THERE are all kinds of houses – big and small, simple and complex – but no matter what kind of house you require, the sequence of steps you'll need to take to get it built are the same, involving many choices at every juncture. Whatever kind of house you build, it starts with a foundation, moves through framing to roofing, and leaves the finish work until last. If you do your research, gather your information, take your time, and make good decisions, relying on a well-chosen team of experienced building professionals, your new house can provide shelter and comfort for a lifetime.
Similarly, when the time comes to choose who will be on your Collaborative Divorce team, you'll need to consider your own specific situation, as well as how much of a budget you have for your divorce and how much importance you place on the excellence of the design and the lasting strength of the ultimate results. One person alone can't do the job of a team of specialists. But exactly what mix of collaborative professionals is best for you may different from what another couple settles on. You may begin with collaborative lawyers and, with their advice, decide to bring coaches and a child specialist onto the team. Another couple may begin with coaches, who will refer them to collaborative lawyers and a financial consultant. Wherever you begin, the job of your first professional helper will include advising you about the right mix of collaborative professional help for your own specific needs – advice you'll need to choose the best team for your specific situation.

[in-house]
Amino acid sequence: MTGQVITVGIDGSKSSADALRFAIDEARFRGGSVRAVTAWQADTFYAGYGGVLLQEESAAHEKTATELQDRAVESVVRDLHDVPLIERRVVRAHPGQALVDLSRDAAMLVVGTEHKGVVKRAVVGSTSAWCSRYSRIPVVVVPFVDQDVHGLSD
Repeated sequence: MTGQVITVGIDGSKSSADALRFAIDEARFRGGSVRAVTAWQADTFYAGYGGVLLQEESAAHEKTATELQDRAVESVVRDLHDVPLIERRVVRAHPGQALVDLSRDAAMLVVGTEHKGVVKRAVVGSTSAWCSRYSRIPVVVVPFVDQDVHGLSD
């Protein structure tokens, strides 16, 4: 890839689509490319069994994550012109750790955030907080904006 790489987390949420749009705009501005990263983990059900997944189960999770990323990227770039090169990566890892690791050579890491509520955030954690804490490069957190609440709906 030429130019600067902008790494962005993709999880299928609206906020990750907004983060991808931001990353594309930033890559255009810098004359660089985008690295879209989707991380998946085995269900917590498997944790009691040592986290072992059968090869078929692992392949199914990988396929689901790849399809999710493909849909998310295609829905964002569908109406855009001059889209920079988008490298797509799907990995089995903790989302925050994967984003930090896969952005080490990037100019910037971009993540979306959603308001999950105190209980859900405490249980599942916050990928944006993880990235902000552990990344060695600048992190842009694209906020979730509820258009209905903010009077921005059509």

The team members